Not one to shy away from a challenge on or off the pitch, London-born centre-back Nathaniel Oseni has consistently pushed himself to attain higher standards.
Leaving home at the age of 14 to pursue his footballing dream, the 17-year-old now has his sights set on multiple trophies, and making the step up to Patrick Vieira’s Elite Development Squad.
He reveals: “My target at the start of the season was to win the Youth Cup, to win the league and try to push into the under-21s by the end of the season.”
Eager to join City and ply his trade at the highest standard possible, Nathaniel left the capital to seek his dreams in Manchester, and immediately began proving himself in the age groups above his own.
“After I left Fulham I went to a showcase, where lots of scouts from different clubs come to watch you,” he reflects. “I had a few clubs interested in me and I picked City because I wanted to start at the highest level I could.
I had a two week trial and they offered me a contract for under-15s, but when I came I started playing with the under-16s.”
Quick to demonstrate his footballing ability to the Academy coaches, the young defender was rewarded with his debut for the under-18s while still a schoolboy, and is quick to point to the benefits of those early challenges.
Oseni admits: “It’s a lot of pressure. As a youngster coming up there is so much expectation, but it was a really good experience and it helped me learn. They were stronger than me, so I had to adapt and change my way of play.”
While the transition may have been smooth on the pitch, the move north was a bit of a culture shock for a 14-year-old accustomed to London life.
“At first it was quite hard to adapt because when I moved up I lived in Carrington, which was like a whole new different place. In London everything is close together and moving to Carrington I felt like I was living in the Wild West!” he laughs.
“It’s literally in the middle of nowhere! But recently I moved to Stockport which is better. It took some time at first because it was hard being away from my Mum.
I still miss her but it’s just something I have to do for my career.”
A strong, confident defender, Oseni started life as a midfielder, which may explain his strength and composure on the ball. Looking up to players like Yaya Toure and Thiago Silva, the youngster is adept at stepping out of defence to start a move or cut out the opposition pass, as well as excelling in one on one situations.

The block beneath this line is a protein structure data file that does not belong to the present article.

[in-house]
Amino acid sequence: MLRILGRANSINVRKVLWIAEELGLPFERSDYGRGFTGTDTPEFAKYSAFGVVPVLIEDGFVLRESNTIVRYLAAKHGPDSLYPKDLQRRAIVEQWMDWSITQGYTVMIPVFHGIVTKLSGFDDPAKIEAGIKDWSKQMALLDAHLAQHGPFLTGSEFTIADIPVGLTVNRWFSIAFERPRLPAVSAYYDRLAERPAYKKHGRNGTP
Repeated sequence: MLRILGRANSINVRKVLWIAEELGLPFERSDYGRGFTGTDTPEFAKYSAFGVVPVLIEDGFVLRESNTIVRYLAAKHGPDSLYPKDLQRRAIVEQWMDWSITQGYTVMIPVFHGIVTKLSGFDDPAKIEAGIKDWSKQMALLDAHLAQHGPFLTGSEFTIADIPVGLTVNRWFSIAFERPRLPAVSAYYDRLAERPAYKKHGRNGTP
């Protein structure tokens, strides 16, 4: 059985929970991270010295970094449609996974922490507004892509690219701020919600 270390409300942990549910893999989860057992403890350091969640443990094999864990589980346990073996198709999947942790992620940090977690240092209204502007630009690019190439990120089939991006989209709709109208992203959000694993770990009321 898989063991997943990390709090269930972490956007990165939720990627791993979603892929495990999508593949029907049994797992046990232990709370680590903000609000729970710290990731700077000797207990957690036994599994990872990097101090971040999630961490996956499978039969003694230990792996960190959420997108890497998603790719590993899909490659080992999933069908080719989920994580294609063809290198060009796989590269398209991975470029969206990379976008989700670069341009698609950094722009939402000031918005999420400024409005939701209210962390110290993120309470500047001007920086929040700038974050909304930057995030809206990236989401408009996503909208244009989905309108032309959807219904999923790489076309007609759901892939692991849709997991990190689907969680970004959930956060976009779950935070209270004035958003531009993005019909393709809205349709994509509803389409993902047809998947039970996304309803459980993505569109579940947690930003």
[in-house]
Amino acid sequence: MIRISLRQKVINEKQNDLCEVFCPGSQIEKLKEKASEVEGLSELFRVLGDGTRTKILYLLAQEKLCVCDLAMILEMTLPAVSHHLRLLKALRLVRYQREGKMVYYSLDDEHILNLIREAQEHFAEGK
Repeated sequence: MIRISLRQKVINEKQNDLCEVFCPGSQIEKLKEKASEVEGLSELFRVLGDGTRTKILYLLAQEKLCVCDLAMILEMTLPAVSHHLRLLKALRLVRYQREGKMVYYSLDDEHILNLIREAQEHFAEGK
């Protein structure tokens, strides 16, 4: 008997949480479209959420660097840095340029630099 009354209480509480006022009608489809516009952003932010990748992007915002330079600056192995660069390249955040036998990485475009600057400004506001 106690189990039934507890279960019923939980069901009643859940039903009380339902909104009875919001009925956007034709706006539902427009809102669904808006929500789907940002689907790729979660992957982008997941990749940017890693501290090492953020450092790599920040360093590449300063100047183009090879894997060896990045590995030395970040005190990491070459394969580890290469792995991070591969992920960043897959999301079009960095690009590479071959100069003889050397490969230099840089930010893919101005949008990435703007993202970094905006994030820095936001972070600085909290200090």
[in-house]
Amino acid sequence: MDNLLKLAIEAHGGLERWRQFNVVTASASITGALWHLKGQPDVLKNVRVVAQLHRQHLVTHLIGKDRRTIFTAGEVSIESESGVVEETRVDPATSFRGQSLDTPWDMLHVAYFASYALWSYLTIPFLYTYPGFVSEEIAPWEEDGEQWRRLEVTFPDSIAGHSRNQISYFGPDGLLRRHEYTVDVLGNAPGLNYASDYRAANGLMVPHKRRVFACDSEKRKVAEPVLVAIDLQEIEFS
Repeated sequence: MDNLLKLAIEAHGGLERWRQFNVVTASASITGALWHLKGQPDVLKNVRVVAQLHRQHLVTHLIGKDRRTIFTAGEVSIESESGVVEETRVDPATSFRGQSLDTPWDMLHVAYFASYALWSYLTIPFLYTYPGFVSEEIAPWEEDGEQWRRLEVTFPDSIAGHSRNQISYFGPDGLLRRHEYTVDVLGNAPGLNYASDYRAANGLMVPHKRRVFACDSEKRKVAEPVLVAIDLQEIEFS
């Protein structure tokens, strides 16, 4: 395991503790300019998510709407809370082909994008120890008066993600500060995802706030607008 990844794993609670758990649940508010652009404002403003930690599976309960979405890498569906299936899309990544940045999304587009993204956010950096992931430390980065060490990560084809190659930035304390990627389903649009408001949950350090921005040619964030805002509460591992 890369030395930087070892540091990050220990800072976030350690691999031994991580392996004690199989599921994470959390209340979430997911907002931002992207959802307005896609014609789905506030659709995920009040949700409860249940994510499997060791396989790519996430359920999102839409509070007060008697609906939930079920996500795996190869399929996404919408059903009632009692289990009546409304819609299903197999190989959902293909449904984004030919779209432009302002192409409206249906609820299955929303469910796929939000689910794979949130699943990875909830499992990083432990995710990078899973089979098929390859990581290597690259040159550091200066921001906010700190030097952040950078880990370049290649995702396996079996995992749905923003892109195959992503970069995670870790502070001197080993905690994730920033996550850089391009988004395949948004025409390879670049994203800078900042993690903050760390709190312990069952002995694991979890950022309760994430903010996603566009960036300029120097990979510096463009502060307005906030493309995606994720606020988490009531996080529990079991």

Now a regular in Jason Wilcox’s squad he has been a formidable presence at the back as part of a team enjoying a remarkable season.
Top of the under-18 Premier League, they are on course to achieve Nathaniel’s summer ambitions while playing an exciting brand of incisive, attacking football.
“I put our success down to teamwork and putting the effort in every day in training,” he adds.
But while the attack has had a familiar look, the back line has had a much less settled line-up, and Nathaniel has had five different partners at the heart of defence so far this term.
While the defender acknowledges the challenges that come with adjusting to a new combination, he points out that the playing relationship is developed and sustained over years, rather than weeks.
He explains: “At first it was hard when I played with Charlie, because I had never played with him before, but me and Tosin have been playing together since the under-16s and we both played in the under-18s early too. We have had a lot of time to form a good partnership. I know his strengths and weaknesses and he knows mine.”
In addition to understanding how to play with a succession of new teammates, Nathaniel has been learning about the demands of being a full time professional footballer. His attitude and abilities won him a two year scholarship at City, signed in July 2013, and he reveals the rigours of the new regime can be hard on the body.
“The difference between being a schoolboy and being full time is it’s a lot more demanding and a lot more tiring, because as a schoolboy you train twice a week and now you train every day which takes a lot out of you,” he declared. “It helps you learn that rest is as important as the training.”